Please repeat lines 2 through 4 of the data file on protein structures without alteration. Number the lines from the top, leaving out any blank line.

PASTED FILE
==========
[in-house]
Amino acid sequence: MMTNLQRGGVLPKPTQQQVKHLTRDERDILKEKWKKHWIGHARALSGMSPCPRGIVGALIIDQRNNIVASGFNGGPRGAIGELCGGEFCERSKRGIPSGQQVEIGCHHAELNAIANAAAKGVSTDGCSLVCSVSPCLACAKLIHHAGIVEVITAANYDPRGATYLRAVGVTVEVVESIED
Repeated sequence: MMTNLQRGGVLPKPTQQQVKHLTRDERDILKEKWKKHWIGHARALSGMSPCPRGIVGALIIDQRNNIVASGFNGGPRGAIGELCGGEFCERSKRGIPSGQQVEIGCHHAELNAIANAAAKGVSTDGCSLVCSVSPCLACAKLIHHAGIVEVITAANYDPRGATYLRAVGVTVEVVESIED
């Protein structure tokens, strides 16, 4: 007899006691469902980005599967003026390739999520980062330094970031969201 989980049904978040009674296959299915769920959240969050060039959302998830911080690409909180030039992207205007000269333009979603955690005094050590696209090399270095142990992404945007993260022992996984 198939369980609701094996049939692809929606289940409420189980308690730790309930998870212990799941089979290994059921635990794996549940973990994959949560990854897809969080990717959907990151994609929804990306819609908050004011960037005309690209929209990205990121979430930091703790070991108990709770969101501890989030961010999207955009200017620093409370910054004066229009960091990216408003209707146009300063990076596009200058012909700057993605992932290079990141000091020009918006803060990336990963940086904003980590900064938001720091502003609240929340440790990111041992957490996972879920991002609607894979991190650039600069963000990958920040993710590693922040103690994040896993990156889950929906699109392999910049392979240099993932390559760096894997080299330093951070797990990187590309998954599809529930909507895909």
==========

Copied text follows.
Amino acid sequence: MMTNLQRGGVLPKPTQQQVKHLTRDERDILKEKWKKHWIGHARALSGMSPCPRGIVGALIIDQRNNIVASGFNGGPRGAIGELCGGEFCERSKRGIPSGQQVEIGCHHAELNAIANAAAKGVSTDGCSLVCSVSPCLACAKLIHHAGIVEVITAANYDPRGATYLRAVGVTVEVVESIED
Repeated sequence: MMTNLQRGGVLPKPTQQQVKHLTRDERDILKEKWKKHWIGHARALSGMSPCPRGIVGALIIDQRNNIVASGFNGGPRGAIGELCGGEFCERSKRGIPSGQQVEIGCHHAELNAIANAAAKGVSTDGCSLVCSVSPCLACAKLIHHAGIVEVITAANYDPRGATYLRAVGVTVEVVESIED
């Protein structure tokens, strides 16, 4: 007899006691469902980005599967003026390739999520980062330094970031969201 989980049904978040009674296959299915769920959240969050060039959302998830911080690409909180030039992207205007000269333009979603955690005094050590696209090399270095142990992404945007993260022992996984 198939369980609701094996049939692809929606289940409420189980308690730790309930998870212990799941089979290994059921635990794996549940973990994959949560990854897809969080990717959907990151994609929804990306819609908050004011960037005309690209929209990205990121979430930091703790070991108990709770969101501890989030961010999207955009200017620093409370910054004066229009960091990216408003209707146009300063990076596009200058012909700057993605992932290079990141000091020009918006803060990336990963940086904003980590900064938001720091502003609240929340440790990111041992957490996972879920991002609607894979991190650039600069963000990958920040993710590693922040103690994040896993990156889950929906699109392999910049392979240099993932390559760096894997080299330093951070797990990187590309998954599809529930909507895909």